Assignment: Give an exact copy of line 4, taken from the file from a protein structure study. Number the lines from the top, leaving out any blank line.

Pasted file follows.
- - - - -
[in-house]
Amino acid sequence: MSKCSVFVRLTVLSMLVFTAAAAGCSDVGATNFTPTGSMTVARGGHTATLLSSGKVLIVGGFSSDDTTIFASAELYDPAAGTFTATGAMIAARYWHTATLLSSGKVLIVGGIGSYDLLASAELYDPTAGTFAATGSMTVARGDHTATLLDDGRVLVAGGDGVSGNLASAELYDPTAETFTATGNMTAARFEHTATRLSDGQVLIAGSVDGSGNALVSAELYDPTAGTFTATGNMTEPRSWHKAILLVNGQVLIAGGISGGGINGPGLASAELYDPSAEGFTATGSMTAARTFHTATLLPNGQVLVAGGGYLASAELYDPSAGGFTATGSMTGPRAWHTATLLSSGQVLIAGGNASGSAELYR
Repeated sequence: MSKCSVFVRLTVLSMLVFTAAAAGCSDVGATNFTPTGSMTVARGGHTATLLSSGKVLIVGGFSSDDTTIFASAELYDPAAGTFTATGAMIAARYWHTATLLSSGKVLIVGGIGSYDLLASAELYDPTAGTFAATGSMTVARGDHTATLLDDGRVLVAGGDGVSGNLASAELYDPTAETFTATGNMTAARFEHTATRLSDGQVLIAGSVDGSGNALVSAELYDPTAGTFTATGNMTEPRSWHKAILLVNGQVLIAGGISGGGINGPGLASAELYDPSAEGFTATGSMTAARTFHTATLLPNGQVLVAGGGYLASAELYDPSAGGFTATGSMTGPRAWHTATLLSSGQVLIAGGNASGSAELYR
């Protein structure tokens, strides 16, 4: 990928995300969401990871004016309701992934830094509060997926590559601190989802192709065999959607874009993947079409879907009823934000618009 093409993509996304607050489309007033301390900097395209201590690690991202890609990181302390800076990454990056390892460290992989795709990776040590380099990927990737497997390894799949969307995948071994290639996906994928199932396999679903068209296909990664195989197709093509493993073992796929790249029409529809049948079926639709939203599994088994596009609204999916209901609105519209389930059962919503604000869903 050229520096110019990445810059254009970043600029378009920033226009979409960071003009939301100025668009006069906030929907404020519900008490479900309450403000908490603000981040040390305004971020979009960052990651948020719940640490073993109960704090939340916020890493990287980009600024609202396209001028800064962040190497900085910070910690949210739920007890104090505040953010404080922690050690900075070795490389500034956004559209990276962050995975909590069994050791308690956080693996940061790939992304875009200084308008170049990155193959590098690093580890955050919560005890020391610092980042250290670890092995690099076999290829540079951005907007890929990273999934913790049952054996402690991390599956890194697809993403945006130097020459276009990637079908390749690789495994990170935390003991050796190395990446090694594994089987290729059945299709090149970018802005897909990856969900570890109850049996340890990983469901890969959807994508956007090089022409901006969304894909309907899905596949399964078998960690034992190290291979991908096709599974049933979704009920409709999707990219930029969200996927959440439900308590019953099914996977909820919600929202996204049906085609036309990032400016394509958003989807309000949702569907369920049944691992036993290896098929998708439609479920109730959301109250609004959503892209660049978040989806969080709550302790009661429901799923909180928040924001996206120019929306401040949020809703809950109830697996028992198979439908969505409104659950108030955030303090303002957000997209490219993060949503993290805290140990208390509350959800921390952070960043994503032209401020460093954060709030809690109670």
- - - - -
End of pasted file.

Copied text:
């Protein structure tokens, strides 16, 4: 990928995300969401990871004016309701992934830094509060997926590559601190989802192709065999959607874009993947079409879907009823934000618009 093409993509996304607050489309007033301390900097395209201590690690991202890609990181302390800076990454990056390892460290992989795709990776040590380099990927990737497997390894799949969307995948071994290639996906994928199932396999679903068209296909990664195989197709093509493993073992796929790249029409529809049948079926639709939203599994088994596009609204999916209901609105519209389930059962919503604000869903 050229520096110019990445810059254009970043600029378009920033226009979409960071003009939301100025668009006069906030929907404020519900008490479900309450403000908490603000981040040390305004971020979009960052990651948020719940640490073993109960704090939340916020890493990287980009600024609202396209001028800064962040190497900085910070910690949210739920007890104090505040953010404080922690050690900075070795490389500034956004559209990276962050995975909590069994050791308690956080693996940061790939992304875009200084308008170049990155193959590098690093580890955050919560005890020391610092980042250290670890092995690099076999290829540079951005907007890929990273999934913790049952054996402690991390599956890194697809993403945006130097020459276009990637079908390749690789495994990170935390003991050796190395990446090694594994089987290729059945299709090149970018802005897909990856969900570890109850049996340890990983469901890969959807994508956007090089022409901006969304894909309907899905596949399964078998960690034992190290291979991908096709599974049933979704009920409709999707990219930029969200996927959440439900308590019953099914996977909820919600929202996204049906085609036309990032400016394509958003989807309000949702569907369920049944691992036993290896098929998708439609479920109730959301109250609004959503892209660049978040989806969080709550302790009661429901799923909180928040924001996206120019929306401040949020809703809950109830697996028992198979439908969505409104659950108030955030303090303002957000997209490219993060949503993290805290140990208390509350959800921390952070960043994503032209401020460093954060709030809690109670």